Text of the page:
Lisa: The first phase of the training was targeted to specific teams and groups in our business including our Corporate Intelligence and Protection; Global Governance and Compliance; Sustainability; Communities; Legal and Regional Teams both in Australia and overseas.  As of February 2024, this first phase has been completed by 206 Fortescue team members.  

We surveyed the first phase of participants and have received positive feedback on the training. Of those who responded to the survey, 96 per cent found the training very or somewhat helpful in improving their understanding of IHL. Following the training, 60 per cent of respondents felt very confident in identifying the risks and responsibilities of businesses in conflict affected areas, and 60 per cent felt very confident in identifying actions to address these risks. Our participants found the course material to be engaging, clear and easy to understand. The scenario and case studies were particularly informative. Numerous respondents commented that they found the distinction between IHL and human rights to be interesting. Others identified the risks, responsibilities and implications for business when operating in high-risk and conflict zones of particular interest. Some respondents also noted the relevance of the training to our business as we expand and the importance of considering risks to people.  

In addition to assigning the training to targeted teams, it is also freely available in our digital learning library for anyone at Fortescue to complete. The training has been translated into French, Spanish, Portuguese and Russian to make it more accessible to our international teams.

What is Fortescue’s advice to other businesses about IHL training?

Lisa: If your business is looking for ways to enhance its security and/or human rights approach in conflict-affected and high-risk contexts, we encourage you to reach out to the Red Cross for ways you can enhance or implement IHL capacity building in your organisation. Conflict can arise anywhere and quickly. The more informed businesses can be about IHL, and the roles and responsibilities of business, the better our responses can be to support safer environments for our employees and the communities in which we operate.

The online module gives flexibility in delivery and being available in multiple languages increases the accessibility of the content globally.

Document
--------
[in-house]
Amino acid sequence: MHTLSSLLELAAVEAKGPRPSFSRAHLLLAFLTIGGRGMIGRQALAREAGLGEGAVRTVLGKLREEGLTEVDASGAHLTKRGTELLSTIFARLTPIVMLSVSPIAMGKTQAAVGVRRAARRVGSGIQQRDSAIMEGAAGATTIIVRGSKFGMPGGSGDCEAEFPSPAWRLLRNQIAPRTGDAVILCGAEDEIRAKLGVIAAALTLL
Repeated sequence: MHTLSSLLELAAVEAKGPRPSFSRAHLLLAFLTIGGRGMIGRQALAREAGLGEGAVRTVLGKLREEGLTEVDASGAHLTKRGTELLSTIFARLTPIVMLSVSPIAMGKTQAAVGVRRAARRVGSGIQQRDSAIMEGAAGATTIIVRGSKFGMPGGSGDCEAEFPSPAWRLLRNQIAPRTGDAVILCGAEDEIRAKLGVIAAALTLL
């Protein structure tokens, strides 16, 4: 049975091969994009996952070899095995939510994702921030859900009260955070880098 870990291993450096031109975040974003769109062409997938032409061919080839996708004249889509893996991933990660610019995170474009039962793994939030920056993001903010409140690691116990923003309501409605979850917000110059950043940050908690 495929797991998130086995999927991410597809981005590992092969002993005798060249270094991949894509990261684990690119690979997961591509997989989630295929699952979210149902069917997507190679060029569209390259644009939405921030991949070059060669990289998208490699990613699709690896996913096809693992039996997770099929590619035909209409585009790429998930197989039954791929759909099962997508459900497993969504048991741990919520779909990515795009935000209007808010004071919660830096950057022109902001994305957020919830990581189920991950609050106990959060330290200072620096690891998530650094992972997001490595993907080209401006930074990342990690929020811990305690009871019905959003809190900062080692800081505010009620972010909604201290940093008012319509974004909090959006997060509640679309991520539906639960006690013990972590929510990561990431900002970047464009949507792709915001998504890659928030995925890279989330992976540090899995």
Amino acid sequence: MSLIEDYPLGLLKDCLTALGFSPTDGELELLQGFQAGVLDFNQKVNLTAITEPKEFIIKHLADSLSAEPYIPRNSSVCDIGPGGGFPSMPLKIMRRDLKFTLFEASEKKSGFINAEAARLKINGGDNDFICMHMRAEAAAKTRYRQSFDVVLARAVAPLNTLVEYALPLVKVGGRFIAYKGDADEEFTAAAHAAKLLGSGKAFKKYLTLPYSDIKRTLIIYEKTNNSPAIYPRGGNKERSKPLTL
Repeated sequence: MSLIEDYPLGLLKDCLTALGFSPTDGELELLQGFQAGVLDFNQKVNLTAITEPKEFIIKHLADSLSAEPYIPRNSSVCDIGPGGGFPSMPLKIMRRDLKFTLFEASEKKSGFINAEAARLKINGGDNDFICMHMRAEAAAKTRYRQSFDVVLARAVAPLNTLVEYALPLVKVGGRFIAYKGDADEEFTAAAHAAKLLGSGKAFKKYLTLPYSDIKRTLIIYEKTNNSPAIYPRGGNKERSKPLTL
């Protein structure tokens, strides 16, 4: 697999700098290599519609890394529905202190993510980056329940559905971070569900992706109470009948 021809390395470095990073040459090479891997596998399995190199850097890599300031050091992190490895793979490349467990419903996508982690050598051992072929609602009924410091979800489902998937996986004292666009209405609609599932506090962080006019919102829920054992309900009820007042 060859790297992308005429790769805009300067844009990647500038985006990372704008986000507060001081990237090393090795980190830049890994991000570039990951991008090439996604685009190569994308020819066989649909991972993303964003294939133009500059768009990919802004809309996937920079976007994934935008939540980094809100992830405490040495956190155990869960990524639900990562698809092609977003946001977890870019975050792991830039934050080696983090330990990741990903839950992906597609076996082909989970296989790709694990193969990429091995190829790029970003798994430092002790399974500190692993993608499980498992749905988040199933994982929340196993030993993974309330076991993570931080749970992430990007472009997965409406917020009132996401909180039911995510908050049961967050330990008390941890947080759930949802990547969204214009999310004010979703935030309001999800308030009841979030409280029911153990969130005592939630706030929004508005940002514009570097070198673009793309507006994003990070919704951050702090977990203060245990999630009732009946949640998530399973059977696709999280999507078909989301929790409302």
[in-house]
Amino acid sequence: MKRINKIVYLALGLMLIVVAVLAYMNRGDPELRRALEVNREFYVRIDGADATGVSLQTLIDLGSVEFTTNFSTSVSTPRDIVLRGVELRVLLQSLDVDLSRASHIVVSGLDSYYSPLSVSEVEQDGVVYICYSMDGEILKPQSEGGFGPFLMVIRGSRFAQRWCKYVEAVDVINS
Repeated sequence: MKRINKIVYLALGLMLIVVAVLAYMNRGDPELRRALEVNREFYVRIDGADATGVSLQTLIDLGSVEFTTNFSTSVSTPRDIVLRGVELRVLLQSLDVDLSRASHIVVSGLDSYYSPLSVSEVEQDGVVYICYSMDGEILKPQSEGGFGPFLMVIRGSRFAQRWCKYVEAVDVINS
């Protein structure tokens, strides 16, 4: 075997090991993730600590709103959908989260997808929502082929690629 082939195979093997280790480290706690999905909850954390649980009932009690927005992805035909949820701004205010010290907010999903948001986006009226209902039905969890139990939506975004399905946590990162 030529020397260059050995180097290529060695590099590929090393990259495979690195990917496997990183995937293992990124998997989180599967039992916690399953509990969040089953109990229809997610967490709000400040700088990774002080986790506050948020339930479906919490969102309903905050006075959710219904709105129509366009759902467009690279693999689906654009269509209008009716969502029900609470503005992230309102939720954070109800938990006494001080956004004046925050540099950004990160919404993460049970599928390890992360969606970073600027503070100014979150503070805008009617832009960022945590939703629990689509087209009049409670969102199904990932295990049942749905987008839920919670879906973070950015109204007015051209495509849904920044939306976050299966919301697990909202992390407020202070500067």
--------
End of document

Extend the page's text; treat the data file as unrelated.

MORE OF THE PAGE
Fauve, who is this training available to, and how can businesses that are interested in integrating IHL into their security training access this resource?

Fauve: Whether a business is looking to enhance its staff inductions, ESG and sustainability learning, conflict-sensitivity and risk management training, or board and corporate leadership education programs, this introductory module lends itself to a variety of capacity-building opportunities.  

We recommend this product to businesses, whether they operate in conflict and high-risk areas or not. The best time to deepen understanding of IHL, and integrate these rules into relevant policies and processes, is before conflict or violence breaks out. In fact, educating your people in peacetime settings will ensure they have a better grasp of their rights and responsibilities in conflict settings; allowing them to leverage this knowledge to identify and manage conflict-related risks for themselves, others and their employer.

While ‘Security, Armed Conflict, and International Humanitarian Law’ was designed specifically for Australian mining companies and their security personnel, the content (and the law) is universal. We encourage any interested businesses, in any industry, to reach out.

For more on accessing ‘Security, Armed Conflict and International Humanitarian Law’, please contact Ms Fauve Kurnadi at Australian Red Cross –

Australian Red Cross and the International Committee of the Red Cross have also produced a range of other, relevant guides and tools, which might be of interest.  These can be accessed here:





The views and opinions presented in this article belong solely to the author(s) and do not necessarily represent the stance of the International Code of Conduct Association (ICoCA).